Disabling SSLv3 and SSLv2 in Tomcat and JBoss Web

Solution Verified - Updated -

Environment

  • Red Hat Enterprise Linux 5, 6, 7
  • Red Hat Certificate System 8
  • Red Hat JBoss Enterprise Application Platform (EAP) 4, 5, 6
  • Red Hat JBoss Enterprise Web Platform (EWP) 5
  • Red Hat Network Satellite 5
  • JBoss Enterprise Web Server (EWS) 1, 2
  • Red Hat JBoss Data Grid (JDG) 6
  • Red Hat JBoss Data Virtualization (JDV) 6
  • Red Hat JBoss BRMS Platform (BRMS-P) 5, 6
  • Red Hat JBoss BPM Suite (BPMS) 6
  • Red Hat JBoss SOA Platform (SOA-P) 4, 5
  • Red Hat JBoss Fuse Service Works (FSW) 6
  • Red Hat JBoss Operations Network (JON) 3
  • Red Hat JBoss Portal Platform (JPP) 5, 6

Issue

  • How can I disable less secure encryption methods and use only TLS?
  • How do I avoid impact to a Tomcat or JBoss Enterprise Middleware system from CVE-2014-3566?
  • Resolution for POODLE SSLv3 vulnerability (CVE-2014-3566) in Tomcat and JBoss Web

Resolution

Red Hat recommends disabling SSL and using only TLSv1.1 or TLSv1.2. Backwards compatibility can be achieved using TLSv1.0. Many products Red Hat supports have the ability to use SSLv2 or SSLv3 protocols, however it is strongly recommended against.

JBoss Web in EAP 4/5 and JBoss 4.x/5.x products

Note: the following mitigation instructions are only applicable if you are using the JSSE connectors for HTTPS configuration. Refer to the Tomcat APR section if you are using native connectors.

For EAP 4/5 and JBoss 4/5.x products based on EAP 4/5, SSLv2 and SSLv3 can be disabled by configuring the https connectors to have the sslProtocols attribute set to "TLSv1,TLSv1.1,TLSv1.2" in the configuration located within $JBOSS_HOME/jboss-as/server/$JBOSS_PROFILE/deploy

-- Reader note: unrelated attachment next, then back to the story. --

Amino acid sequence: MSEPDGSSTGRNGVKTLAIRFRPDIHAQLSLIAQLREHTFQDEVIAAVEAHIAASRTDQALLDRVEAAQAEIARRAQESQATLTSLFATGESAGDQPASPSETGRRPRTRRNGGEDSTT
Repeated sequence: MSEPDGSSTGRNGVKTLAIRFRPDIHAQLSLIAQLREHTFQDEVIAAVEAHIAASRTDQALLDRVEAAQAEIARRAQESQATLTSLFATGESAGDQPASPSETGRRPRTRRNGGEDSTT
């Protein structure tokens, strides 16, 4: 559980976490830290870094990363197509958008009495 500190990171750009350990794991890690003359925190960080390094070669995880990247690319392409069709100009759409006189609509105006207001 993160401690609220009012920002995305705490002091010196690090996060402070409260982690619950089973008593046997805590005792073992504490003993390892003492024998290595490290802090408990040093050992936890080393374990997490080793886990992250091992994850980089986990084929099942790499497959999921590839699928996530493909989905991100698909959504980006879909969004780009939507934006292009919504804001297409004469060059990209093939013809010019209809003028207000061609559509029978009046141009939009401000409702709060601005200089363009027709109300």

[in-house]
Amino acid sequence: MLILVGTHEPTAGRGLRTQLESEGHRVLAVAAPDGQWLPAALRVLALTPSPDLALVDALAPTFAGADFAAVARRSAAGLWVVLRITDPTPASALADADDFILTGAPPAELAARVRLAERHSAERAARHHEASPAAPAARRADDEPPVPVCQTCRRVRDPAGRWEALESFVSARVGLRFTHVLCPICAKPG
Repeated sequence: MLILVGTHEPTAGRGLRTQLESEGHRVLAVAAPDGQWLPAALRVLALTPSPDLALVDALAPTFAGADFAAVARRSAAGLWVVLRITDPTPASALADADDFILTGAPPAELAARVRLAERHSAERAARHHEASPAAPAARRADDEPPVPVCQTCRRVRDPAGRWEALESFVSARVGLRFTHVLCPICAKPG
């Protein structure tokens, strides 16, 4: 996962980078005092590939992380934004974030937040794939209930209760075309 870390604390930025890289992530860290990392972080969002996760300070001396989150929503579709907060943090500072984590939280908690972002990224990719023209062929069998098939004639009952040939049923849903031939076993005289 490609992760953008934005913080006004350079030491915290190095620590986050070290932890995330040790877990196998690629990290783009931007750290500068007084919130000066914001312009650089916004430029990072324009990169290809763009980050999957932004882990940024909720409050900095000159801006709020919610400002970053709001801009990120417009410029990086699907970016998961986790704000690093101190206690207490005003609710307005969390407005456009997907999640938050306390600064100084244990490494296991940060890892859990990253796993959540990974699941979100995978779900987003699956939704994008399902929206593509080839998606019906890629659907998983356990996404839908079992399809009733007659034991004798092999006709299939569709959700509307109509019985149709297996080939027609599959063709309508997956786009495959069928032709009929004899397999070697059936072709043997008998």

/jbossweb.sar/server.xml. For example:

      <Connector protocol="HTTP/1.1" SSLEnabled="true" 
           port="8443" address="${jboss.bind.address}"
           scheme="https" secure="true" clientAuth="false" 
           keystoreFile="${jboss.server.home.dir}/conf/keystore.jks"
           keystorePass="rmi+ssl"
           sslProtocols = "TLSv1,TLSv1.1,TLSv1.2" />

The sslProtocols attribute specifies the versions of the SSL protocol to use. If not specified, the default is "TLS". Note TLSv1.2 is only available when using JDK 7 and higher. For more information see http://docs.jboss.org/jbossweb/2.1.x/config/http.html. Note that this applies to only JBoss Web prior to 7.x. In 7.x and later, a connector supports the protocol attribute as discussed for EAP 6 below. Refer to http://docs.jboss.org/jbossweb/7.0.x/config/ssl.html for more information in regards to this.

JBoss Web in EAP 6 and JBoss 6.x products

Note: the following mitigation instructions are only applicable if you are using the JSSE connectors for HTTPS configuration. Refer to the Tomcat APR section if you are using native connectors.

For EAP 6 and JBoss 6.x products based on EAP 6, SSLv2 and SSLv3 can be disabled by setting the protocol attribute to "TLSv1,TLSv1.1,TLSv1.2" for the HTTPS connector in the web subsystem. This can be done using the following CLI commands.
In standalone mode:

/subsystem=web/connector=HTTPS/ssl=configuration/:write-attribute(name=protocol,value="TLSv1,TLSv1.1,TLSv1.2")
:reload

In domain mode

/profile=default/subsystem=web/connector=HTTPS/ssl=configuration/:write-attribute(name=protocol,value="TLSv1,TLSv1.1,TLSv1.2")
:reload

Alternatively, edit the configuration file manually:

In standalone mode: $JBOSS_HOME/standalone/configuration/$JBOSS_PROFILE.xml
In domain mode: $JBOSS_HOME/domain/configuration/$JBOSS_PROFILE.xml

Locate and edit the following element in the configuration file. The protocol attribute is set to "TLSv1,TLSv1.1,TLSv1.2" in this example.

            <connector name="https" protocol="HTTP/1.1" scheme="https" socket-binding="https" enable-lookups="false" secure="true">
                <ssl name="https" key-alias="KEY_ALIAS" password="SECRET" certificate-key-file="${jboss.server.config.dir}/keystore.jks" protocol="TLSv1,TLSv1.1,TLSv1.2"/>
            </connector>

The protocol attribute specifies the version of the SSL protocol to use. Supported values include SSLv2, SSLv3, TLSv1, SSLv2+SSLv3, and ALL. The default is ALL. See the EAP 6 Administration and Configuration Guide for more information.

EAP 6 Management Interfaces

EAP 6 users exposing HTTPS Management Interfaces may not be able to disable SSLv3 via the current configuration options exposed by security-realm/server-identities/ssl configuration parameter. A bug has been filed to add functionality that would make this possible. The following steps allow you to mitigate this issue on EAP 6 systems exposing HTTPS Management Interfaces.